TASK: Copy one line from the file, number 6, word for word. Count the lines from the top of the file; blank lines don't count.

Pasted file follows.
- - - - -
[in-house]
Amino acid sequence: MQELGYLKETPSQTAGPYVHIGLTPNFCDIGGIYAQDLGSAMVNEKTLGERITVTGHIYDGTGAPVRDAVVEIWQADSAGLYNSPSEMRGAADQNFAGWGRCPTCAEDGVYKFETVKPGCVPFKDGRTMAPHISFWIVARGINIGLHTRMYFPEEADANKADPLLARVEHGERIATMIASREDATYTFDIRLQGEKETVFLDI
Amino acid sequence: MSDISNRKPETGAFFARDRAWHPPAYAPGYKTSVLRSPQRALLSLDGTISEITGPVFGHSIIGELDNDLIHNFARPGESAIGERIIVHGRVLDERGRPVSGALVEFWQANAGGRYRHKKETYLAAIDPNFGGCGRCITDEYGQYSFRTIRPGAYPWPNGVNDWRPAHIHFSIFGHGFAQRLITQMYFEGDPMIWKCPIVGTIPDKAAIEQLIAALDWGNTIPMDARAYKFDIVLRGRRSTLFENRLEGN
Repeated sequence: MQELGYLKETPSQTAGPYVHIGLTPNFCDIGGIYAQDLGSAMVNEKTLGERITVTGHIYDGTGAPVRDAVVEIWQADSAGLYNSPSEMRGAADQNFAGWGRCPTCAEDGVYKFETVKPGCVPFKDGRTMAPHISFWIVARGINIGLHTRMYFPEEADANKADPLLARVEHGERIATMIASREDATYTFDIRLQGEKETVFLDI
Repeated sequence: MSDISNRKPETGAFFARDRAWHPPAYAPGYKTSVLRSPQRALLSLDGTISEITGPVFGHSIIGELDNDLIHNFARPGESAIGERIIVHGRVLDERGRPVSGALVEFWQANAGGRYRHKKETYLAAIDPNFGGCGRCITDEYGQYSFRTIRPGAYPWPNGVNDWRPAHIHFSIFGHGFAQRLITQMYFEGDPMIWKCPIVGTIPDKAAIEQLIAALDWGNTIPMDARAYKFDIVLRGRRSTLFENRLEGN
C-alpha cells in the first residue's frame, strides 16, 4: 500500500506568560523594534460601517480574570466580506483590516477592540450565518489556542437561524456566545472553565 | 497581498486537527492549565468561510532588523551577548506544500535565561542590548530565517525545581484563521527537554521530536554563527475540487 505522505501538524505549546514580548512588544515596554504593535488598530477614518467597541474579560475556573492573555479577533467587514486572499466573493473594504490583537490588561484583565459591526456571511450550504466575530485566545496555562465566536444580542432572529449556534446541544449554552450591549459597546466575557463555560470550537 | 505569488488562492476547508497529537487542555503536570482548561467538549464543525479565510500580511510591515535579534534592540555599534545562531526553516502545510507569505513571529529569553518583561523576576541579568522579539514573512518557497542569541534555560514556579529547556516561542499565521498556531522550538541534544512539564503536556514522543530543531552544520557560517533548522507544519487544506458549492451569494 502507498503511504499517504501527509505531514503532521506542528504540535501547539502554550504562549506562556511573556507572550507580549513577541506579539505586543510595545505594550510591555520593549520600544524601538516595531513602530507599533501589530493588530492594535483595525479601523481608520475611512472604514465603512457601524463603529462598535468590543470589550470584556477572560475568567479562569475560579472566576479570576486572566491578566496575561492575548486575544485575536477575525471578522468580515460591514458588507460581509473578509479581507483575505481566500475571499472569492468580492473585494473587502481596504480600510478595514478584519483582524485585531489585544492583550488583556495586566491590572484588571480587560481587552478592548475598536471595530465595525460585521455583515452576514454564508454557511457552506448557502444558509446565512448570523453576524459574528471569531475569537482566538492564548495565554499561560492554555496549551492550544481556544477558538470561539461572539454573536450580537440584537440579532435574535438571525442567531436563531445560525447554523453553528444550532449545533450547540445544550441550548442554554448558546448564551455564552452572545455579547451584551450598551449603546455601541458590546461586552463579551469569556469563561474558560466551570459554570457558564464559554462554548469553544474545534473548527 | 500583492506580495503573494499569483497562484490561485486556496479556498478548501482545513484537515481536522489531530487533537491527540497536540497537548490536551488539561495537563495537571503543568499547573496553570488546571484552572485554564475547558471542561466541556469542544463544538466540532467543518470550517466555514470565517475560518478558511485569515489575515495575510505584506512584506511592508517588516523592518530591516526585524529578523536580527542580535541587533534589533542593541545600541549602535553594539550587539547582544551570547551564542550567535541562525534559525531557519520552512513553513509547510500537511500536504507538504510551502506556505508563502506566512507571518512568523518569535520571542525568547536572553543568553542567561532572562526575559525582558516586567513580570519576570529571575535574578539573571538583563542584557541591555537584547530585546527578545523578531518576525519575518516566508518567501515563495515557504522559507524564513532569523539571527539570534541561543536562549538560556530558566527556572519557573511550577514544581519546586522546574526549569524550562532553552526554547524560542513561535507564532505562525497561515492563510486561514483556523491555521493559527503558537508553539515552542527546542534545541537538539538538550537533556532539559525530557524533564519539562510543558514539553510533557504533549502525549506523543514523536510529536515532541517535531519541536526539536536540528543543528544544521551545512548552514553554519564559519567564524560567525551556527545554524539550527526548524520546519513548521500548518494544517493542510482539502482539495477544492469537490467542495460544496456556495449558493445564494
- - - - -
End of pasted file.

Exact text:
C-alpha cells in the first residue's frame, strides 16, 4: 500500500506568560523594534460601517480574570466580506483590516477592540450565518489556542437561524456566545472553565 | 497581498486537527492549565468561510532588523551577548506544500535565561542590548530565517525545581484563521527537554521530536554563527475540487 505522505501538524505549546514580548512588544515596554504593535488598530477614518467597541474579560475556573492573555479577533467587514486572499466573493473594504490583537490588561484583565459591526456571511450550504466575530485566545496555562465566536444580542432572529449556534446541544449554552450591549459597546466575557463555560470550537 | 505569488488562492476547508497529537487542555503536570482548561467538549464543525479565510500580511510591515535579534534592540555599534545562531526553516502545510507569505513571529529569553518583561523576576541579568522579539514573512518557497542569541534555560514556579529547556516561542499565521498556531522550538541534544512539564503536556514522543530543531552544520557560517533548522507544519487544506458549492451569494 502507498503511504499517504501527509505531514503532521506542528504540535501547539502554550504562549506562556511573556507572550507580549513577541506579539505586543510595545505594550510591555520593549520600544524601538516595531513602530507599533501589530493588530492594535483595525479601523481608520475611512472604514465603512457601524463603529462598535468590543470589550470584556477572560475568567479562569475560579472566576479570576486572566491578566496575561492575548486575544485575536477575525471578522468580515460591514458588507460581509473578509479581507483575505481566500475571499472569492468580492473585494473587502481596504480600510478595514478584519483582524485585531489585544492583550488583556495586566491590572484588571480587560481587552478592548475598536471595530465595525460585521455583515452576514454564508454557511457552506448557502444558509446565512448570523453576524459574528471569531475569537482566538492564548495565554499561560492554555496549551492550544481556544477558538470561539461572539454573536450580537440584537440579532435574535438571525442567531436563531445560525447554523453553528444550532449545533450547540445544550441550548442554554448558546448564551455564552452572545455579547451584551450598551449603546455601541458590546461586552463579551469569556469563561474558560466551570459554570457558564464559554462554548469553544474545534473548527 | 500583492506580495503573494499569483497562484490561485486556496479556498478548501482545513484537515481536522489531530487533537491527540497536540497537548490536551488539561495537563495537571503543568499547573496553570488546571484552572485554564475547558471542561466541556469542544463544538466540532467543518470550517466555514470565517475560518478558511485569515489575515495575510505584506512584506511592508517588516523592518530591516526585524529578523536580527542580535541587533534589533542593541545600541549602535553594539550587539547582544551570547551564542550567535541562525534559525531557519520552512513553513509547510500537511500536504507538504510551502506556505508563502506566512507571518512568523518569535520571542525568547536572553543568553542567561532572562526575559525582558516586567513580570519576570529571575535574578539573571538583563542584557541591555537584547530585546527578545523578531518576525519575518516566508518567501515563495515557504522559507524564513532569523539571527539570534541561543536562549538560556530558566527556572519557573511550577514544581519546586522546574526549569524550562532553552526554547524560542513561535507564532505562525497561515492563510486561514483556523491555521493559527503558537508553539515552542527546542534545541537538539538538550537533556532539559525530557524533564519539562510543558514539553510533557504533549502525549506523543514523536510529536515532541517535531519541536526539536536540528543543528544544521551545512548552514553554519564559519567564524560567525551556527545554524539550527526548524520546519513548521500548518494544517493542510482539502482539495477544492469537490467542495460544496456556495449558493445564494